Yes, fact-checking even though on its own, cannot increase the digital awareness of an entire population, and the entire process is a rather slow process, especially with the government being a source of disinformation itself and having no interest in making any policy changes which could lead to greater digital empowerment of the population, the process of fact-checking is still absolutely essential to keep track of the problem, and constantly remind the people who are in position of power as to how much of a risk it is for a functional democracy. And as pointed out earlier, there's a slow change happening where more and more people are now interacting with fact-checking websites, and acknowledge that they're indeed surrounded by information which needs cross-checking.

What are the tech innovations that you see in detecting fake news?

There are many tech-innovations that can alleviate the situation of misinformation. Firstly, what is needed is a robust reporting system for misinformation across various social media platforms and chat apps such as WhatsApp. Currently, only Facebook has a reporting functionality for misinformation.

Secondly, technological innovation can help fact-checkers by automating certain elements of fact-checking, and using technology to detect the possibility of a piece of information being genuine/ingenuine. These tools would be for consumption by journalists and not people at large. They will fasten the process of fact-checking. However, since fact-checking cannot be completely automated, hence one should always exercise caution when it comes to believing technological solutions that claim to detect 'all' fake news.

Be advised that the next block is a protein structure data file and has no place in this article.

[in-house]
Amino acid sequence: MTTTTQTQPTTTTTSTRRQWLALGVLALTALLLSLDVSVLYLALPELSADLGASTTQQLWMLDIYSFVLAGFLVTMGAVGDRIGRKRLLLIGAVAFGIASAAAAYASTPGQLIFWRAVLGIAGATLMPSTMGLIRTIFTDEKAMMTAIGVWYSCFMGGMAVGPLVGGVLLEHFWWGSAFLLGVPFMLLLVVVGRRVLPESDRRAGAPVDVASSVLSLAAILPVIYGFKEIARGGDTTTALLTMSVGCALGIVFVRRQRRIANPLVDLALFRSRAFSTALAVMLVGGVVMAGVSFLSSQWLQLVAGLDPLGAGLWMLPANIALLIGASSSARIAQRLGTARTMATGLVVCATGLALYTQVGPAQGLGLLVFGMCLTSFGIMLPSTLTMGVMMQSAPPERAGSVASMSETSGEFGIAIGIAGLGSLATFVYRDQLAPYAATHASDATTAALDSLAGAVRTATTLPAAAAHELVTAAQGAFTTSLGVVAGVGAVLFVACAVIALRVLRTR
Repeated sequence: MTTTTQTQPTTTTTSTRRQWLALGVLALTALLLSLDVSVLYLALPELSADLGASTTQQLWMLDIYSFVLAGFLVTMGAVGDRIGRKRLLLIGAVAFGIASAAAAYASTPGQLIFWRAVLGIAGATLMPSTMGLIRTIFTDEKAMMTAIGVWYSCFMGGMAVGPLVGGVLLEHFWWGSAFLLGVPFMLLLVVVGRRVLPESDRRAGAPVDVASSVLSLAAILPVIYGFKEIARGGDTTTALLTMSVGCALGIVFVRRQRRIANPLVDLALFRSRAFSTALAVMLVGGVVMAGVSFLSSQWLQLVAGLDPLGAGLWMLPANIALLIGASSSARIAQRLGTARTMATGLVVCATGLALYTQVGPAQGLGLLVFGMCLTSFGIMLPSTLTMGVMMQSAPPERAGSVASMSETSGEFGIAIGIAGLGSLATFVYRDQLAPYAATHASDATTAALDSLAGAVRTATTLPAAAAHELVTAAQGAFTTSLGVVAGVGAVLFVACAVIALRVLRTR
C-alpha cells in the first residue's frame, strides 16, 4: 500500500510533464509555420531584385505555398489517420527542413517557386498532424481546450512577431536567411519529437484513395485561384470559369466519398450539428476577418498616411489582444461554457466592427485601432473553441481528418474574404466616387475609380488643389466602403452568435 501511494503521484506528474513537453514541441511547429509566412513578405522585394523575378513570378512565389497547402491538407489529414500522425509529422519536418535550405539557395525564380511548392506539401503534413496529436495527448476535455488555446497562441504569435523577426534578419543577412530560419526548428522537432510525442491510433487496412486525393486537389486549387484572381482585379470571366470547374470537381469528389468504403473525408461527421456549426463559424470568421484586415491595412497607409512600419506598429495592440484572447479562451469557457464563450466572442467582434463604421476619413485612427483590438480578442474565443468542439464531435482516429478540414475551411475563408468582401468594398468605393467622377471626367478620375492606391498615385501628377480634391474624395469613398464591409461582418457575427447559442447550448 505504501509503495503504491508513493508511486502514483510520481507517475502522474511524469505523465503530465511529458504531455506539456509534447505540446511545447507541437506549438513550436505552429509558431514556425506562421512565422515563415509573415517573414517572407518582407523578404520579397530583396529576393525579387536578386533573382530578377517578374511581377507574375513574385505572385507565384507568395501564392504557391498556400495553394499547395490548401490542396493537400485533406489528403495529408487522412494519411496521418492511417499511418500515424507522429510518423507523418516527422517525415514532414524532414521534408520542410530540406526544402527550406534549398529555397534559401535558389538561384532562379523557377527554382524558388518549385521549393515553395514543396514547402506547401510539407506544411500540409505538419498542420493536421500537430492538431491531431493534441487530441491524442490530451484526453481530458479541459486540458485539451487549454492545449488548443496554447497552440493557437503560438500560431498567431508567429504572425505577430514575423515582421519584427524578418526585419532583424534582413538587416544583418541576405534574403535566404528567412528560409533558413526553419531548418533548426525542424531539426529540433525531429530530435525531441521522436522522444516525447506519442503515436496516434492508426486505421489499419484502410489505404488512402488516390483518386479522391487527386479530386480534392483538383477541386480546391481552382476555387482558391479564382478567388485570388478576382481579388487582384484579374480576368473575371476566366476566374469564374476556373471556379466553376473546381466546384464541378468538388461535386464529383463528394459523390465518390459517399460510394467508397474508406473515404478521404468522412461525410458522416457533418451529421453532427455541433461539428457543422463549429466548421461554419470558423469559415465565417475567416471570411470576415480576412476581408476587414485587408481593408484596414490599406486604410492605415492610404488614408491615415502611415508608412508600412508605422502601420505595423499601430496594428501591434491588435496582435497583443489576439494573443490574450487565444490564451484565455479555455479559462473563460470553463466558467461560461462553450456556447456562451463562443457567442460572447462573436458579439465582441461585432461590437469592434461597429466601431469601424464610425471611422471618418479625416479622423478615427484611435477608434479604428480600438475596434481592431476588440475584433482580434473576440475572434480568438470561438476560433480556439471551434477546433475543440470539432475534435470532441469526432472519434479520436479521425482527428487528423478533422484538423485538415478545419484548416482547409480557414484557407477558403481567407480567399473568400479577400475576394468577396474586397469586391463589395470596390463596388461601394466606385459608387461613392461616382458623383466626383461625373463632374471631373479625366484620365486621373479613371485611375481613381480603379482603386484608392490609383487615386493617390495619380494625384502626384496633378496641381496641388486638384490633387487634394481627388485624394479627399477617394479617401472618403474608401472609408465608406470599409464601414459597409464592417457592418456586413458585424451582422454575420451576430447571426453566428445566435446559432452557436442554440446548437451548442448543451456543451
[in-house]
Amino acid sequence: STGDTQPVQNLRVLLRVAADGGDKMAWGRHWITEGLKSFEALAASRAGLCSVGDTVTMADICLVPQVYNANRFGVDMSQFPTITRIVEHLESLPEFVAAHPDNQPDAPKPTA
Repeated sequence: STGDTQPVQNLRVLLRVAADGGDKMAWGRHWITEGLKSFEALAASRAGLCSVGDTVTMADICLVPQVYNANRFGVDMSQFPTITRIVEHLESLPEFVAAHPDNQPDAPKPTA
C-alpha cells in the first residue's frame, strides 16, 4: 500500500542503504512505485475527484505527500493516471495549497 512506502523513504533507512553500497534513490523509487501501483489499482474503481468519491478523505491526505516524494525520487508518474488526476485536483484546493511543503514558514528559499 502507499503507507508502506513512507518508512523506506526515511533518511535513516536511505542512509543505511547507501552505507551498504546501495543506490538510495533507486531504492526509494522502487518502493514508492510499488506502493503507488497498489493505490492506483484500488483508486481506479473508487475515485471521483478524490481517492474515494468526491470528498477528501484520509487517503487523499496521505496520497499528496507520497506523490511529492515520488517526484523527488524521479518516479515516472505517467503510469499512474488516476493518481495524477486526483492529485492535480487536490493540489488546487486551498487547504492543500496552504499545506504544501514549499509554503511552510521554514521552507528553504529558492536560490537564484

Thirdly, apps can be created in partnership with fact-checking websites, where the already fact-checked stories get automatically disbursed to those who are receiving misinformation. That is the primary idea behind the Alt News app.

What do fact-checkers have to do to keep pace?

There's a deluge of misinformation on a daily basis on social media, and it spikes during elections and events which tend to capture the national attention -- such as the Balakot strike, Pulwama attack and the current situation in Kashmir. Fact-checking involves three processes -- Monitoring, Research and Documentation. We often have to let go certain stories because of lack of staff strength, and no ground presence of reporters. We concentrate on creating credible stories around the most viral misinformation as opposed to volume. The idea being that as more people read credible fact-check stories, they will start to question the information that they receive on social media and chat apps.

How do you plan to scale fake news detection/ fact-checking and what skillsets are required for the same?

We plan to scale our education efforts at this point in time, so as to create a community of people who are able to fact-checking and who can volunteer in various aforementioned aspects of fact-checking. For a non-profit body like Alt News which is completely dependent on grants and donations, we can only have a limited staff strength. Hence it is important for organisations like us to create a community around us who volunteer around various issues from journalistic to technological. We are hoping to get a grant which will help us expand our training endeavours to multiple journalism schools, colleges with development courses, and also colleges that teach courses such as B.Ed.

Nisha Ramchandani is the principal author of 'The Future of Work' series. 

 

Published Date: Sep 20, 2019 03:09 PM | Updated Date: Sep 20, 2019 06:09 PM IST

Tags : #Alt News #Fact checking #fake news #future of work #Misinformation #Pratik Sinha